Events, food, experiences for an unforgettable trip to Italy

Puglia – Territory

Apulia offers tourists very different landscapes: a very extensive coastline, of which 98% for bathing, a mountainous area in the north with the Gargano promontory, a great plain, the “Tavoliere delle Puglie”,  which is the second largest plain in Italy, and the charming archipelago of Tremiti Islands.

In the area of Murgia, near Bari can be visited many cathedrals, castles and medieval villages.

Polignano a Mare is agem of the Apulian coast, birthplace of Domenico Modugno and beloved destination by beach lovers and gourmets.
lberobello is the place of the famous “trulli”, ancient stone buildings with a characteristic conical roof. Trulli can be found just in a small area of Apulia and they have been included in World Heritage Sites (UNESCO).
Not far away are the town of Putignano, famous for its Carnival, and the caves of Castellana.
For a hike immersed in the nature, the must interesting place is the “Alta Murgia National Park“, a last example in Italy of Mediterranean steppe and a perfect habitat for many protected species of animals, plants and flowers.

Prehistory lovers may see the footprints of dinosaurs at Pontrelli quarry.
The “Altamura man,” a hominid dated 250,000 years ago has been found in the Lamalunga cave.
ncient buildings of worship, as dolmens and megalithic tombs can be visited in Ruvo di Puglia.

Salento is the southernmost part of Apulia and is famous for its farms.
Beautiful city are the ancient Lecce, called the “Florence of the South” for the beauty of its palaces and baroque churches, built with a typical local stone; Otranto, medieval village perched on a rock overlooking the sea; and Gallipoli, a charming seaside resort. In the Northern part of Apulia, another very interesting area is Gargano, a large promontory in the province of Foggia, that offers tourist beautiful landscapes both inland and along the coast.  Peschici, Vieste, Mattinata, Manfredonia are the best known seaside resorts while San Giovanni Rotondo, the city of Padre Pio, Monte Sant’Angelo, a Christian pilgrimage site since the sixth century, San Marco in Lamis are hot spots of religious interest.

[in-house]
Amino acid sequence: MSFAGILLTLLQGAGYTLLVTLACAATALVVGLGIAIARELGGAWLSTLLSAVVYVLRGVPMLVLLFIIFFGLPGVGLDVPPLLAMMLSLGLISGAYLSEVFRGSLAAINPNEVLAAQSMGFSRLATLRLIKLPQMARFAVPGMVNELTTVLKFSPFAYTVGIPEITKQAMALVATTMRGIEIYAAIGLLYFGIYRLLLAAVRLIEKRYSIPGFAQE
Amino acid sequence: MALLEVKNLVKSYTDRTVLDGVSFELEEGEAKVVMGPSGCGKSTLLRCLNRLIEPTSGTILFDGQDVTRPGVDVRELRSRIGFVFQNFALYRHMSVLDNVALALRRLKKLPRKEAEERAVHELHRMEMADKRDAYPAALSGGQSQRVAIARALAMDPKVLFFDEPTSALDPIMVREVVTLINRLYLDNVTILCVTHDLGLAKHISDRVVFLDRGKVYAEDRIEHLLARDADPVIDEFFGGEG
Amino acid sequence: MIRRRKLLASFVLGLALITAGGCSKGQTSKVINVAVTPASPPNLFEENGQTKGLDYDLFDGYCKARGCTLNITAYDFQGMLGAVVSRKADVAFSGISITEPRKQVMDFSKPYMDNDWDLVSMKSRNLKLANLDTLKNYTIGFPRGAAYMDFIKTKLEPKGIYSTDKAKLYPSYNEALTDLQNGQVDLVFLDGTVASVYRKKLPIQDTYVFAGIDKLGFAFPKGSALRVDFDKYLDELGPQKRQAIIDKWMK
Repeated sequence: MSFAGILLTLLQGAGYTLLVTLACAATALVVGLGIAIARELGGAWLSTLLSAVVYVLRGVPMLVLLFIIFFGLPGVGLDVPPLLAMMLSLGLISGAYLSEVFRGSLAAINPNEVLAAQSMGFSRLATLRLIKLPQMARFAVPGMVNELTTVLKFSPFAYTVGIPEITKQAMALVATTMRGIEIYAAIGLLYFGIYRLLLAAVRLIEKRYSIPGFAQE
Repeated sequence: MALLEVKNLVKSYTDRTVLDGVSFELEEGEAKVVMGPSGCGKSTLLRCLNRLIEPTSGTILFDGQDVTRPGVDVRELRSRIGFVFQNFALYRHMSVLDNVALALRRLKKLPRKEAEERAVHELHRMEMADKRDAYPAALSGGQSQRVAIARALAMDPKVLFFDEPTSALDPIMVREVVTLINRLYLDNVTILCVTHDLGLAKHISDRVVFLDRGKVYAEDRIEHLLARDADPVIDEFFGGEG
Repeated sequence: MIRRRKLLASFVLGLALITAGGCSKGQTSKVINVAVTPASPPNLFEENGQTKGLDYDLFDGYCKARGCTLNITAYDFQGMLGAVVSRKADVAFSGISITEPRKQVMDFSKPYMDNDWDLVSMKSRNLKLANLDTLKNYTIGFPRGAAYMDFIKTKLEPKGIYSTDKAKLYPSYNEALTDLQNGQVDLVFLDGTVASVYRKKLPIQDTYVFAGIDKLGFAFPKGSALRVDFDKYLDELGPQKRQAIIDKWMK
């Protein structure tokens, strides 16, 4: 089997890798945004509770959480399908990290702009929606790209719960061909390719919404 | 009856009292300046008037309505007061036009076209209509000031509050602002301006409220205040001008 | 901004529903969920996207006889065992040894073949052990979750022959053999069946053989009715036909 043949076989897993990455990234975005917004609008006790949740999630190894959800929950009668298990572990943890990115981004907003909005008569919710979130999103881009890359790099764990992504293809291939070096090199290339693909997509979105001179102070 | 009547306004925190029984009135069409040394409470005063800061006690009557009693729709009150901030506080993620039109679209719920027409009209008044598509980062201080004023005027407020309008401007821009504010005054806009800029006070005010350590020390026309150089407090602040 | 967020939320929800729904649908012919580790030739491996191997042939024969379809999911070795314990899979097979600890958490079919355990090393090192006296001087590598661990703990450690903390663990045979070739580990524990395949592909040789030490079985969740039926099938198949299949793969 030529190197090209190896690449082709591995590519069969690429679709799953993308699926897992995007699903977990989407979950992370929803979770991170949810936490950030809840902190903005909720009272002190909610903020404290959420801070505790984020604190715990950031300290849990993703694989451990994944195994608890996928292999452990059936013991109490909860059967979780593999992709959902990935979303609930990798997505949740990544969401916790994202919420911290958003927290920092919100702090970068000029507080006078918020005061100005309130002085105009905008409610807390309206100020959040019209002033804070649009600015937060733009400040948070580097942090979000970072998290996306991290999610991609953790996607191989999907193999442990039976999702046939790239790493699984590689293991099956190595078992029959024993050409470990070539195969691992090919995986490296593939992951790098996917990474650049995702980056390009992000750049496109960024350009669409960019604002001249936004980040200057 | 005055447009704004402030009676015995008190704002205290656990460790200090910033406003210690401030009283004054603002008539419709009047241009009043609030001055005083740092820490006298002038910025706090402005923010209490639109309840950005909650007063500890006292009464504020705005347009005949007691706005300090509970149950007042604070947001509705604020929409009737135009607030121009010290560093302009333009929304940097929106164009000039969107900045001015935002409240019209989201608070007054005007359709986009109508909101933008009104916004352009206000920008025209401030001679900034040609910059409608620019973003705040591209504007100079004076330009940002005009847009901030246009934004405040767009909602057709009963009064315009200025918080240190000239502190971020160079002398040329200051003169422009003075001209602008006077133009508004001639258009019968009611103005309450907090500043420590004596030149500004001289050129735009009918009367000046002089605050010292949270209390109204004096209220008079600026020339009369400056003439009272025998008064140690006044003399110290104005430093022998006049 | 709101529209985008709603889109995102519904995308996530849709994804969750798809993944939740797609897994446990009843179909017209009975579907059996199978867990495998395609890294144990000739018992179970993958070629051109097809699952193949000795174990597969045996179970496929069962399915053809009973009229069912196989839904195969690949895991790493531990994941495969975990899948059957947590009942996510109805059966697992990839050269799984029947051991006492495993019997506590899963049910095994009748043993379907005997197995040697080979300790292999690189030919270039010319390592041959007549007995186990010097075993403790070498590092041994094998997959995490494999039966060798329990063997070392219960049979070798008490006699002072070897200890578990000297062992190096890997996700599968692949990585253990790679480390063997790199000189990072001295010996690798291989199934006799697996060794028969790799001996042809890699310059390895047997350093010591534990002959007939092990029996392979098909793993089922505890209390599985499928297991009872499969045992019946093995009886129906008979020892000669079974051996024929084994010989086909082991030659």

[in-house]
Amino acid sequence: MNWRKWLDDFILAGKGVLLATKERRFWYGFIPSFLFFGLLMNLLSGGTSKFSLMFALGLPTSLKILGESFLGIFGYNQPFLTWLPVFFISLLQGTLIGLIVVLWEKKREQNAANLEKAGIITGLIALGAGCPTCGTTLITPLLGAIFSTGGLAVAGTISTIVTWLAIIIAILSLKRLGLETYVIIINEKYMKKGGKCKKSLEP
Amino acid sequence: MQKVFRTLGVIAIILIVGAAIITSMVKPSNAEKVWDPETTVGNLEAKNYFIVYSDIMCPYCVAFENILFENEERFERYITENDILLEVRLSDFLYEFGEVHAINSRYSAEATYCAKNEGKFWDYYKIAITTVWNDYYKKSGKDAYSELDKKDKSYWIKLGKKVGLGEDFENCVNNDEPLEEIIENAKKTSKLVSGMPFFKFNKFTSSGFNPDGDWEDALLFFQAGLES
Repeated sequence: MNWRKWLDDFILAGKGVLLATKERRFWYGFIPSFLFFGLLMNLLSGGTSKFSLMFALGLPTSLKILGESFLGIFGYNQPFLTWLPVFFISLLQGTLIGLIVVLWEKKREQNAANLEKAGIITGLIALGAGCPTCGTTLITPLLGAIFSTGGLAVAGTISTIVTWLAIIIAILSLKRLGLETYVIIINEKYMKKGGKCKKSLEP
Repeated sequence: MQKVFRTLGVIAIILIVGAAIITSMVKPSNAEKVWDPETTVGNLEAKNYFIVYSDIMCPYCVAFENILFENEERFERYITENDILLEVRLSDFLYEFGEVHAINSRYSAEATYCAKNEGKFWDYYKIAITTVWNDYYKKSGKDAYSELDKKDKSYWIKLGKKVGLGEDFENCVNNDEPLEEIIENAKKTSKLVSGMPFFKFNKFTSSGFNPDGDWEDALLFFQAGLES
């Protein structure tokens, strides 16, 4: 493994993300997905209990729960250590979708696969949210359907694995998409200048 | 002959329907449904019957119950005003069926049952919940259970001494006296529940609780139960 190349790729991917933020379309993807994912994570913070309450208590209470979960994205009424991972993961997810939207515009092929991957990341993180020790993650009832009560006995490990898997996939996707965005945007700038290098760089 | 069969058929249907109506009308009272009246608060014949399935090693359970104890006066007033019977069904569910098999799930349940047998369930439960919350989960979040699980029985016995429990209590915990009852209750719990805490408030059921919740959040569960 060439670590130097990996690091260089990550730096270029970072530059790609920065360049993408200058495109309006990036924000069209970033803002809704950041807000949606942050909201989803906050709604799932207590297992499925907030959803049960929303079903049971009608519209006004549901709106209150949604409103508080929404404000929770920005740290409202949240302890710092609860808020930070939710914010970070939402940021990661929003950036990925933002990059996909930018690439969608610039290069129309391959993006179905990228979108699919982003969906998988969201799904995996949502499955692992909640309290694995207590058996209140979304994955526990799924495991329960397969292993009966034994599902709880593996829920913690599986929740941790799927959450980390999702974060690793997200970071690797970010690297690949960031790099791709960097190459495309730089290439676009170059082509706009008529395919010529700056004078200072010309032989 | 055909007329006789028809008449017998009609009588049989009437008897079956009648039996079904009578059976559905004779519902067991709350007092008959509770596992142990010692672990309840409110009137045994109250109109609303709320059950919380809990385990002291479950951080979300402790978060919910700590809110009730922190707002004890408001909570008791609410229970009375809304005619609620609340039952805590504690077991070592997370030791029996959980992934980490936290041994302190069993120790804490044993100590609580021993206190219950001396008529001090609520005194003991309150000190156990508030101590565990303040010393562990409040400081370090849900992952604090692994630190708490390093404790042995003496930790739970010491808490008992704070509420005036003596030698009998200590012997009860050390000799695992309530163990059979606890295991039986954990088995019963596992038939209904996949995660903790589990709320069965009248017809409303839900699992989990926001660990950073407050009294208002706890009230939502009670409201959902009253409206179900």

The National Parks of Italy are natural areas of land, sea, river, or lake whose value is a well-preserved ecosystem. Thus their nature, together with their cultural, educational, or recreational values ​​are protected by the Italian Government in order to be preserved for the future.  Currently, in Italy there are 25 National Parks, covering an area of ​​over 1,500,000 hectares (15,000 km²), about 6% of the Italian territory.

Gargano National Parks
Alta Murgia National Parks

The Italian Regional Parks are land, river, lake, and sea areas facing the coast. Their value is being like a system including the nature of the places, art, ​​and cultural traditions of the local inhabitants. The Italian Regional Parks are more than 150 and cover an area of ​​approximately 1million and 500,000 hectares.

Lama Balice Regional Park
Salina di Punta della Contessa Regional Park
Bosco e paludi di Rauccio Regional Park
Terra delle Gravine Regional Park
Porto Selvaggio e Palude del Capitano Regional Park
Bosco Incoronata Regional Park
Isola di S. Andrea e litorale di Punta Pizzo Regional Park
Costa Otranto – S. Maria di Leuca e Bosco di Tricase Regional Park
Dune costiere da Torre Canne a Torre S. Leonardo Regional Park
Litorale di Ugento Regional Park
Ofanto River Regional Park